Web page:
The provider’s description of the activity to investigators. The blue line indicates provider’s claimed route. Maroon icons indicate claimed facilitator locations. Photo credit: Carte Blanche
However, investigators determined that instead, learners were told to enter the river and go downstream, and that no facilitators were situated to stop learners from entering the deep, fast-moving water. Instead of stopping at the end of the gravel bar, investigators established that learners were swept downstream, and rescued all along the riverbank, much farther down the river from the gravel bar.
The actual activity, per investigator findings. Learners went downstream past the end of the blue line. Photo credit: Carte Blanche
The version of the incident put forward by the provider, investigators said, “is false.” The provider’s explanation that learners were supposed to stay in shallow water (and that life jackets were not issued for such shallow water activities) is “callous and false,” investigators stated.
The provider, investigators stated, “lied” to them repeatedly: the provider lied about the activity route, lied about facilitator placement, and lied about where learners ended up downstream.
The investigators found that the provider “attempted to mislead” investigators by putting forth a version of events that would minimize the liability of the provider and “would deceive” investigators.
The investigators wrote that they found the provider’s “misrepresentation and presentation of false evidence to be scandalous and offensive.”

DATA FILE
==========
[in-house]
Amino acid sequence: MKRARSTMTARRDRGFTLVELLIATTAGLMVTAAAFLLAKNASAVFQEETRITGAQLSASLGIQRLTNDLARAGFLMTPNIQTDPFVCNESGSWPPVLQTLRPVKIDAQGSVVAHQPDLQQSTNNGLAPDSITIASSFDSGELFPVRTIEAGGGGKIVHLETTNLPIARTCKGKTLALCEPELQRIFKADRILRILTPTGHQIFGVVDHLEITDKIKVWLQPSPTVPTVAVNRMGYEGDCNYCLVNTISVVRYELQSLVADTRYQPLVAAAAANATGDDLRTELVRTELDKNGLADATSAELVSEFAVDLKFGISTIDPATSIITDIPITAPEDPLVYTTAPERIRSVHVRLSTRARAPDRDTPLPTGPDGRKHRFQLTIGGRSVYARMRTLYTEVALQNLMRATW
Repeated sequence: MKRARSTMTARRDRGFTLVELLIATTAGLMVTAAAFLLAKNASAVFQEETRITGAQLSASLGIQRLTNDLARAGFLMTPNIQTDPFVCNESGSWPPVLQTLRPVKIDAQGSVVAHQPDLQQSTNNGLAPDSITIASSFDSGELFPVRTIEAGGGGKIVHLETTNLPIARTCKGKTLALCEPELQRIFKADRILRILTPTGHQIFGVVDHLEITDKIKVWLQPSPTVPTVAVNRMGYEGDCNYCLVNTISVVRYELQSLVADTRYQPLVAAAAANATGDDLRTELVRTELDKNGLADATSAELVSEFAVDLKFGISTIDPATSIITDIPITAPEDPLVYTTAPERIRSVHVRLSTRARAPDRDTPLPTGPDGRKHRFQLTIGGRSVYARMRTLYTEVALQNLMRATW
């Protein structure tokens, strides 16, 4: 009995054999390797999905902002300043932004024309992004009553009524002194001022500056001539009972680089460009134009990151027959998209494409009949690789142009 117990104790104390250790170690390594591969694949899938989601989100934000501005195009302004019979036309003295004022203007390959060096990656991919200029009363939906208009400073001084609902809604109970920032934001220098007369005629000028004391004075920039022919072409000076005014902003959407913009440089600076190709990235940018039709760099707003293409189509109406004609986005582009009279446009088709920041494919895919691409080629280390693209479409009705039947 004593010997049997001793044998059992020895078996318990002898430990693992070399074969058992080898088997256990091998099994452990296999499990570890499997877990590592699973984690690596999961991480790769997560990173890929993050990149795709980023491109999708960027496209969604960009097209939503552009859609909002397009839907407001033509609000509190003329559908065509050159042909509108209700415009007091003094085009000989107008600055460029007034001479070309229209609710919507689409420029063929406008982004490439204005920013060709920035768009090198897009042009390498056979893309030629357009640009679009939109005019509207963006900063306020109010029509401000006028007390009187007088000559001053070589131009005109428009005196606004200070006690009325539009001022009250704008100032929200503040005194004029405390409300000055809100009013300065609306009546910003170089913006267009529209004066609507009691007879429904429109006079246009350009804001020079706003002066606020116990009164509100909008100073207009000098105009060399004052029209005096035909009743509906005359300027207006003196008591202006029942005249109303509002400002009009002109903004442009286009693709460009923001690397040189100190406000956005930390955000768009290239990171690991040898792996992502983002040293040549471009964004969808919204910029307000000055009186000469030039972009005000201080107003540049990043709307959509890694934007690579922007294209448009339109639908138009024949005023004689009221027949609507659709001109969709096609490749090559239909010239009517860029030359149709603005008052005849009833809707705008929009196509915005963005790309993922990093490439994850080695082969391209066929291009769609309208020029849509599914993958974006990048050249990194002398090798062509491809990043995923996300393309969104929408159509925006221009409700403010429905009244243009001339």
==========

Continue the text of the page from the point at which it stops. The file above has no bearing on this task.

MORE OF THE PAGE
One principle of risk management is to ask one’s self, when undertaking an activity: “How would I look if I were justifying this to legal authorities, newsmedia or investigators?” If the activity is hard to justify, then perhaps it should not be done. When providers engage in this kind of thinking, and groups retain only providers who do so, safety outcomes are improved.
Instead of stopping at point A, learners were swept far downriver, including all the way off the map at the bottom right corner. Photo credit: Carte Blanche
Learners were swept down to as far as Point B. Photo credit: Google Earth
Let's also look at the finding of inadequate supervision from the school.
Investigators said that school staff should have been on site for the water activity; this is clearly best practice.
However, investigators also said that school staff should have been actively supervising, and should have stopped the activity when inadequate facilitator presence and PFD usage was seen.
This raises the question of the roles, duties, and qualifications of school staff, as opposed to those of the specialist provider.
One of the educators stated that the water activity “looked under control.” But they acknowledged, “I’m not clued up on river safety…at that moment, I [didn’t] know what you do and don’t do in a river.”
The decision to use PFDs in an outdoor education setting depends on a number of factors, including depth of water, current, obstacles, visibility (e.g. night vs. day), assessed maturity of group, and swimming ability assessment. And evaluating the hazards of moving water is a complex skill taking study and practice to do well; underestimating risks of swiftwater is notoriously easy.
Attending educators have an obligation to use common sense, and to take reasonably practicable steps to prevent reasonably foreseeable harms.
School staff knew not all learners knew how to swim. Shortly after arriving at the river, one of the educators asked another, “I wonder if they know that not all the boys can swim?” The other educator responded by saying that thought that this was a good point.
Given that, the need for at least some learners to use PFDs should have been plainly evident to even untrained observers.
But it can be a matter of discussion as to the extent to which educators without special training in outdoor activities should be able to determine appropriate activity-specific procedures based on specialist knowledge and skilled assessments.